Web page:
UK management guidelines for erectile dysfunctionBMJ 2000; 321 doi: https://doi.org/10.1136/bmj.321.7259.499 (Published 19 August 2000) Cite this as: BMJ 2000;321:499
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It is most notable by its abscence that Testosterone Replacement
therapy is very rarely seen as a treatment for Erectile Dysfunction,
Depression, anxiety in men of middle or advancing years.
Instead, men suffering what would in women be called
hypogonadism/menopause are offered synthetic drugs, Viagra,
Antidepressants, and Beta blockers to cover a range of symptoms when
tackling the single root cause mighy be more effective.
T replacement carries with it fewer risks than Estrogen Replacement, it is
relatively widely known that researchers have been calling out for years
for Estrogen Replacement to be reviewed because of studies indicating
These calls have been largely ignored (until recently).
Natural Testosterone replacement therapy is however remarkably safe, the
only contraindicaton being in late stage prostate cancer, the majority of
studies showing significant positive benefit to the patient
We know little of the long term effects of many of these drugs,
adverse reactions are rarely reported correctly because of fear of
Natural Human Testosterone on the other hand does not carry such
ambiguities having been around and used very effectively for millions of
Doctors should try to ensure that the priority is the continued ( or
improved ) wellbeing of their patients and not be swayed by the sometimes
dubious incentives offered by Pharmaceutical company Representatives.
For example in a case where Hypogonadism is the root cause
Viagra,Antidepressants and Beta Blockers will serve only
make the patient dependant upon a number of different drugs for different
Tackling the root cause with T replacement therapy, might allow the
patient to become more physically active. This increased physical activity
might have positive benefits far outweighing the therapeutic affects of
any synthetic drug(s).
Increased physical activity would allow the patient to increase production
of his own Testosterone and natural Excercise Induced Endorphins which
might well allow the patient to do without further treatment.
Despite the prevalence of this type of condition, it is surprising
and perhaps disturbing that multiple Pharmacological Symptom treatments
seems to be preferred over tackling the root cause of the patients
physical and emotional problems, these treatments in many cases causing
their own side effects causing yet further problems for the patient.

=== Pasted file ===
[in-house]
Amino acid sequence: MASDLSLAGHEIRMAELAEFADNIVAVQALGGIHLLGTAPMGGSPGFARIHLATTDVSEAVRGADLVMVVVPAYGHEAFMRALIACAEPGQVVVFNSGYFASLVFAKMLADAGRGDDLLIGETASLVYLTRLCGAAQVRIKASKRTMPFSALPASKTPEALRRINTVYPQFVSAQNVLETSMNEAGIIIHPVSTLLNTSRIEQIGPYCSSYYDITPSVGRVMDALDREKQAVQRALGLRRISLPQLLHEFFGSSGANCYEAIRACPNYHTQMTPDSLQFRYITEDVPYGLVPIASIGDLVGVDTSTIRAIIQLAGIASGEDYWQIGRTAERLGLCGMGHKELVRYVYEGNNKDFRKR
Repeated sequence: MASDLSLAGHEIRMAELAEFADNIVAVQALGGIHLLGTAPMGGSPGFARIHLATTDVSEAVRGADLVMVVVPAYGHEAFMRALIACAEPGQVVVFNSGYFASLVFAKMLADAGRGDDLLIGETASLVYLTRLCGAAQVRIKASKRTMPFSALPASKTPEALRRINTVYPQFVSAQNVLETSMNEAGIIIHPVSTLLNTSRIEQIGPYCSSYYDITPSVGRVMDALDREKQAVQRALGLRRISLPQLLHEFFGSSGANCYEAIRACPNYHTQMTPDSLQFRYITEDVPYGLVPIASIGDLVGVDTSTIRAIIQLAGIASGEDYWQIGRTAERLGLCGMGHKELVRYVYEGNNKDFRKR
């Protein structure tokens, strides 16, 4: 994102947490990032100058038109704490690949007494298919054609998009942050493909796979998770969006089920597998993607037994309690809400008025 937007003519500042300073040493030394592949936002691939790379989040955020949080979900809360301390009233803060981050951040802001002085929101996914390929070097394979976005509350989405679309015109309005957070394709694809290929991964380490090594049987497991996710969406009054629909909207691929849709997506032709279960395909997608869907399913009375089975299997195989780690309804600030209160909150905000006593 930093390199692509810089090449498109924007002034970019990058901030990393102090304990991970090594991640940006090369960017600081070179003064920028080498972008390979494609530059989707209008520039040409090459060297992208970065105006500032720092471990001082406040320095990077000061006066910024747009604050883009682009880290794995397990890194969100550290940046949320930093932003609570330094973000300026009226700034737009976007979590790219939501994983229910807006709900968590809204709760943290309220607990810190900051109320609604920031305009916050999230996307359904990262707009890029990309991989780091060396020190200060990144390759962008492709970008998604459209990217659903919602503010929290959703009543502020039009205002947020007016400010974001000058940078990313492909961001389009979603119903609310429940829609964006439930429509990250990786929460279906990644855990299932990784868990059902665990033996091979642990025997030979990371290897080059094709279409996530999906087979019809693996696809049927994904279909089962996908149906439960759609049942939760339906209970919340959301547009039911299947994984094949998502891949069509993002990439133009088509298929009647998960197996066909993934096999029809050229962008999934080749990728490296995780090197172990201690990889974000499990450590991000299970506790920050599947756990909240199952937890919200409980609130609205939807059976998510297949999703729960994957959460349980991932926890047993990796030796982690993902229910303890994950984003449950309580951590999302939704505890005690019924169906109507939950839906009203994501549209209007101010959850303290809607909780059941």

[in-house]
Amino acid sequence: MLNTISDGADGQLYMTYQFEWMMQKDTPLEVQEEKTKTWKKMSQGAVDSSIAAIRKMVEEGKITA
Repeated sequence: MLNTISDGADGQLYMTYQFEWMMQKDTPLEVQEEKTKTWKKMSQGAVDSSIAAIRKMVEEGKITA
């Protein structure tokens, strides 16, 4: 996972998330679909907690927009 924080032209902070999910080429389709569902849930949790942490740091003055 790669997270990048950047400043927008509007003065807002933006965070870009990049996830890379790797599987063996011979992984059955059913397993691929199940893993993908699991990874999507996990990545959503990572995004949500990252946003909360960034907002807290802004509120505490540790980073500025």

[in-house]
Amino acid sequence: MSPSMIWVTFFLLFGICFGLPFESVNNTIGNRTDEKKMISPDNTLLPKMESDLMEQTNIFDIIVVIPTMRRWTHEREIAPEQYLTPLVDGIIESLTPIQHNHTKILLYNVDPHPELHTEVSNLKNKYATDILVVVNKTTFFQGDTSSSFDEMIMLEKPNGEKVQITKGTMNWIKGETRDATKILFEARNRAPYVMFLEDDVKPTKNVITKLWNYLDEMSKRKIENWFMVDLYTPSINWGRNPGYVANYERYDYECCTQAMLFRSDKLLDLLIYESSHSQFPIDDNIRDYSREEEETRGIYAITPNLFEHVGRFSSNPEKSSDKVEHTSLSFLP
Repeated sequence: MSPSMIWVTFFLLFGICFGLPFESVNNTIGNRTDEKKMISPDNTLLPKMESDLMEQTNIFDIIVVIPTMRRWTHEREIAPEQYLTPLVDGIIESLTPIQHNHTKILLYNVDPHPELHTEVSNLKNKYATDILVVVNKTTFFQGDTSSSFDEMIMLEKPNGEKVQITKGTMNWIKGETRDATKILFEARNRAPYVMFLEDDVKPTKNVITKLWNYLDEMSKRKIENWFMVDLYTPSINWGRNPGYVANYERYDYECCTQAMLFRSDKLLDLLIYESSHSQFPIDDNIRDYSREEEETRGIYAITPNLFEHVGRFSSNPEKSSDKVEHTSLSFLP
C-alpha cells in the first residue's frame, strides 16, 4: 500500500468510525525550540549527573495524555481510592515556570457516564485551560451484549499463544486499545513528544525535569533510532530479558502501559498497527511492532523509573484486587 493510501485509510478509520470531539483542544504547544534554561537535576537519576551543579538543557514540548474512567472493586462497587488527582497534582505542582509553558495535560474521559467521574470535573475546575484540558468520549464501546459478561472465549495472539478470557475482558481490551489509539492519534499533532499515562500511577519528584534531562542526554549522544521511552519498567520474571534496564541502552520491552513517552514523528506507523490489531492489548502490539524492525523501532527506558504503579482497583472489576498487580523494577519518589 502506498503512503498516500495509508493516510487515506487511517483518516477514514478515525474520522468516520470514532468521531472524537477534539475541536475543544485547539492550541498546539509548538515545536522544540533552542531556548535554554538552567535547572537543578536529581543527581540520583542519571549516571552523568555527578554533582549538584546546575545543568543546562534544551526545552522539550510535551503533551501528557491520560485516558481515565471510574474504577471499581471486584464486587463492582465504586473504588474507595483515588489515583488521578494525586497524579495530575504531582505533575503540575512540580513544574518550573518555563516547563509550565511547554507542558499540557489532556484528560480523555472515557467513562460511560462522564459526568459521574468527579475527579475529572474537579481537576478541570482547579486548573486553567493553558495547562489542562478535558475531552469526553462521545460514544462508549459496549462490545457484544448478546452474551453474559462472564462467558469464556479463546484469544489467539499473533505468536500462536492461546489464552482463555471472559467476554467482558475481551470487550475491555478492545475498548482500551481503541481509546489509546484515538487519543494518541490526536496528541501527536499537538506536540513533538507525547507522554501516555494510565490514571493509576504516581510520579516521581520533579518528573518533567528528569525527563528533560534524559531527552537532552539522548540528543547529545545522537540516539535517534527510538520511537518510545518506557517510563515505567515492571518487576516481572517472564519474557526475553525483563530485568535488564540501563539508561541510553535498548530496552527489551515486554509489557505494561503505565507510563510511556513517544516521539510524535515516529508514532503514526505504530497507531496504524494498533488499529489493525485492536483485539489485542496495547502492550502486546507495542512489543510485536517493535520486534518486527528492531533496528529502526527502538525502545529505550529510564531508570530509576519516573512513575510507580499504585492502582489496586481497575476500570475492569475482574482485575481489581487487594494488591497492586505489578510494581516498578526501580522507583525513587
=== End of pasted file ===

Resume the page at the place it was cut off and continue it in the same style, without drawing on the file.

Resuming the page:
Doctors should look at their aging male / female patients and
recognise that many hormonal changes are occuring that are in many cases
Looking at and treating an individuals symptoms may serve the
Pharamceutical companies but may not be in the interests of the patient.
Competing interests: No competing interests
Ralph and Nicholas (1) report a useful set of guidelines for the
management of erectile dysfunction (ED). However they have failed to
mention that a significant psychological factor is usually present. In a
London specialist clinic this has recently been reported as 63% (2). In
these groups physical treatments meet with resistance in the patient,
partner or both (3). Issues with intimacy; fear of loss of control;
marital difficulties such as anger, infidelity or poor communication can
result in treatment failure. Unfortunately this can lead to symptom
substitution or precipitate the termination of the relationship.
further cause for concern is that contrary to the expectation that a few
erections will cure ED, patients become dependent on the treatment for
further sexual activity (3). It is thus important that doctors treating
ED pay adequate attention to psychogenic causes and treat these rather
than focusing on the symptom.
Dr M E Jan Wise
Specialist Registrar in Adult Psychiatry
Paterson Centre for Mental Health,
South Wharf Rd,
London W2 1NY
1 D. Ralph and T. McNicholas. UK management Guidelines for erectile
dysfunction. BMJ 2000;321: 499-503.
2 M. R. Baggely, J. F. Hirst, J. P. Watson. Outcome of patients
referred to a psychosexual clinic with erectile difficulties. Sexual and
Marital Therapy. Fall 1996; 11:123-130.
3 D. R. Bodner, E. D. Kursh, M. I. Resnick. Self-injection of
papaverine and phentolamine in the treatment of psychogenic impotence.
Journal of Marital Therapy. Fall 1989; 15:163-176.
Competing interests: No competing interests